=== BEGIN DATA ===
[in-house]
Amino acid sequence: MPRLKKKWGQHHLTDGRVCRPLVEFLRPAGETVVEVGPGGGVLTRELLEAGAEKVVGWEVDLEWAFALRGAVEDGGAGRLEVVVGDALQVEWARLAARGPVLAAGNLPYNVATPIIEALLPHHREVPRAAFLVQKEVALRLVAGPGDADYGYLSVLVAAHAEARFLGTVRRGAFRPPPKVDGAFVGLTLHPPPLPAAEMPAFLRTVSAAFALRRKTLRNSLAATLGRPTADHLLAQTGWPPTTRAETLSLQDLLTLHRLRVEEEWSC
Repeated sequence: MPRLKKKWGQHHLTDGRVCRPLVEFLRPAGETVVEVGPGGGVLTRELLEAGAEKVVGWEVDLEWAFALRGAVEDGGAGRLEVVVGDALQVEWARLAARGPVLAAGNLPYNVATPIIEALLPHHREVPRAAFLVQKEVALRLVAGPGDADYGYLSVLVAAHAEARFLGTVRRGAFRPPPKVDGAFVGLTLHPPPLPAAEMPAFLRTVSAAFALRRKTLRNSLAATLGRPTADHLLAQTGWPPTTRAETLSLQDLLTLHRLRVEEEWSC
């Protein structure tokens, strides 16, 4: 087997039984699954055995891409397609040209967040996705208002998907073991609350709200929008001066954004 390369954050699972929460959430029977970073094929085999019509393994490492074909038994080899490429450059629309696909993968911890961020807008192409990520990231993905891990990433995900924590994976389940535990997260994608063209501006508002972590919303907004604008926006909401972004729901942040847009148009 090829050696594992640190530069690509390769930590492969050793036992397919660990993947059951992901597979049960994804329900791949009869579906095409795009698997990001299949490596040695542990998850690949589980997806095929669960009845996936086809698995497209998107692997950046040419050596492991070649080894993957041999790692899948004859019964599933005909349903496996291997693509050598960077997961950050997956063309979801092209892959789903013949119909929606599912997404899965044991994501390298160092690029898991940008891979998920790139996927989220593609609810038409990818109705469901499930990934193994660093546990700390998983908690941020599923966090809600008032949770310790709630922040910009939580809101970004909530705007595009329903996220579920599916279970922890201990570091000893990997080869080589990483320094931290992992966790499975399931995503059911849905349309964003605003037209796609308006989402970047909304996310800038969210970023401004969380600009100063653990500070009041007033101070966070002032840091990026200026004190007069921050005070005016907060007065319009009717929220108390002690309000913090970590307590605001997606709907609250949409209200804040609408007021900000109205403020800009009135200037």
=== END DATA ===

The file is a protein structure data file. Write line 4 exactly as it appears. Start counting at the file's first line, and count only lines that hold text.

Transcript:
């Protein structure tokens, strides 16, 4: 087997039984699954055995891409397609040209967040996705208002998907073991609350709200929008001066954004 390369954050699972929460959430029977970073094929085999019509393994490492074909038994080899490429450059629309696909993968911890961020807008192409990520990231993905891990990433995900924590994976389940535990997260994608063209501006508002972590919303907004604008926006909401972004729901942040847009148009 090829050696594992640190530069690509390769930590492969050793036992397919660990993947059951992901597979049960994804329900791949009869579906095409795009698997990001299949490596040695542990998850690949589980997806095929669960009845996936086809698995497209998107692997950046040419050596492991070649080894993957041999790692899948004859019964599933005909349903496996291997693509050598960077997961950050997956063309979801092209892959789903013949119909929606599912997404899965044991994501390298160092690029898991940008891979998920790139996927989220593609609810038409990818109705469901499930990934193994660093546990700390998983908690941020599923966090809600008032949770310790709630922040910009939580809101970004909530705007595009329903996220579920599916279970922890201990570091000893990997080869080589990483320094931290992992966790499975399931995503059911849905349309964003605003037209796609308006989402970047909304996310800038969210970023401004969380600009100063653990500070009041007033101070966070002032840091990026200026004190007069921050005070005016907060007065319009009717929220108390002690309000913090970590307590605001997606709907609250949409209200804040609408007021900000109205403020800009009135200037």